PHYLUM CHLOROPHYTA—THE GREEN ALGAE
Phylum Chlorophyta includes about 7,500 species of organisms commonly known as the green algae.They occur in a rich variety of forms and occur in very diverse and widespread habitats; they possess some of the most beautiful chloroplasts of all photosynthetic organisms. Some are unicellular and microscopic; in fact, the green alga Micromonas is only 1 μm in diameter - the smallest eukaryotic cell known. Most unicellular green algae are, however, considerably larger. Other green algae form threadlike filaments, platelike colonies, netlike tubes, or hollow spheres.
Some green algae are seaweeds, resembling lettuce leaves or long green ropes. Several unicellular species grow in greenish patches or streaks on the bark of trees, whereas others grow in large numbers on the fur of sloths and other jungle animals. The green fur camouflages the animals in their natural habitats. Still others thrive in snowbanks, live in flatworms and sponges, on rocks, or are found on the backs of turtles. They are the most common member in lichen “partnerships”. The greatest variety, however, is found in freshwater ponds, lakes, and streams. Ocean forms are also varied; there they are an important part of the plankton(free-floating, mostly microscopic organisms) and, therefore, of food chains. The chlorophylls (a and b) and other pigments of green algae are similar to those of higher plants. The green algae also are believed to have been the ancestors of higher plants and, like the higher plants, they store their food in the form of starch within the chloroplasts. With the exception of bryopsids, which are multinucleate, most green algae have a single nucleus in each cell. Most green algae reproduce both asexually and sexually. How they do so illustrates the forms of reproduction of most of the organisms discussed in the chapters to follow, and so we’ll examine several different representative green algae in some detail.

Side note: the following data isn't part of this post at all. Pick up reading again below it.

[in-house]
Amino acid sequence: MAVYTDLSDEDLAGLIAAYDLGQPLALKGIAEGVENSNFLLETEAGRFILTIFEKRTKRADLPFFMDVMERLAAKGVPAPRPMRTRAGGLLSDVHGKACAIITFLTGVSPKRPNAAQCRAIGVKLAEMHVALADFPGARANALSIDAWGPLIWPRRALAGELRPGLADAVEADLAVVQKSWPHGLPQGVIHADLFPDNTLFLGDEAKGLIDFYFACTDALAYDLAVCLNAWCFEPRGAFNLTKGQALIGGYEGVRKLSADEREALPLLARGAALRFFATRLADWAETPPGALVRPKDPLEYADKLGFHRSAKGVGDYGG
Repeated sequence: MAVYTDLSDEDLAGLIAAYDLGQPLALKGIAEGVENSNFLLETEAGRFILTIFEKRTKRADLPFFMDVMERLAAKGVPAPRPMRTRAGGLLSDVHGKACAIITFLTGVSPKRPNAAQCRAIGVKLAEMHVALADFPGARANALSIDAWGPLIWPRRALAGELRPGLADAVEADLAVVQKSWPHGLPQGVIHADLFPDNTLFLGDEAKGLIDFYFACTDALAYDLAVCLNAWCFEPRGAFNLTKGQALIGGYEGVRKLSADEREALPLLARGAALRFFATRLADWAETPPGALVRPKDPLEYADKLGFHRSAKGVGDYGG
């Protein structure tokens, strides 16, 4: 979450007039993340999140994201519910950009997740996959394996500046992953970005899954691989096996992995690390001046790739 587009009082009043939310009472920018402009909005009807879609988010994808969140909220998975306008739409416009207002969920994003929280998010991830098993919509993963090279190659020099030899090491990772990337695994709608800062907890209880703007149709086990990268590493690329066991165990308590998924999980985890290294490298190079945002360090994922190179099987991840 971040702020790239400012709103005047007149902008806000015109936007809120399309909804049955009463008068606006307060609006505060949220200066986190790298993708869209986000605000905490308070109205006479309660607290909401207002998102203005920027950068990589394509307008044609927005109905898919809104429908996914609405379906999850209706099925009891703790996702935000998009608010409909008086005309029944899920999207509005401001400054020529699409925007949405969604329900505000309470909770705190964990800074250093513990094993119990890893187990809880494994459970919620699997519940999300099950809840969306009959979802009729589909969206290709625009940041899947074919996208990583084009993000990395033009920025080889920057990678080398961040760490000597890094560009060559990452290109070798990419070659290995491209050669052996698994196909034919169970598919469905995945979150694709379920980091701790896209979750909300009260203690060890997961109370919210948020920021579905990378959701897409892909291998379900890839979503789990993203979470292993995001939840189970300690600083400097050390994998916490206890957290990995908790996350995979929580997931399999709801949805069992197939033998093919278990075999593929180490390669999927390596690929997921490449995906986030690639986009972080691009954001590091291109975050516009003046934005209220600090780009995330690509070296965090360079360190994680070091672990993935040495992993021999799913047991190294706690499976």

A small, actively moving little alga, Chlamydomonas is a common inhabitant of quiet freshwater pools. It has an ancient history among eukaryotic organisms, with fossil relatives occurring in rock formations reported to be nearly 1 billion years old. Chlamydomonas is unicellular, with a slightly oval cell surrounded by a complex multilayered wall that is partially composed of glycoproteins. A pair of whiplike flagella at one end pull the cell very rapidly through the water. The flagella are, however, difficult to see with ordinary light microscopes.
Date: 2016-01-03; view: 695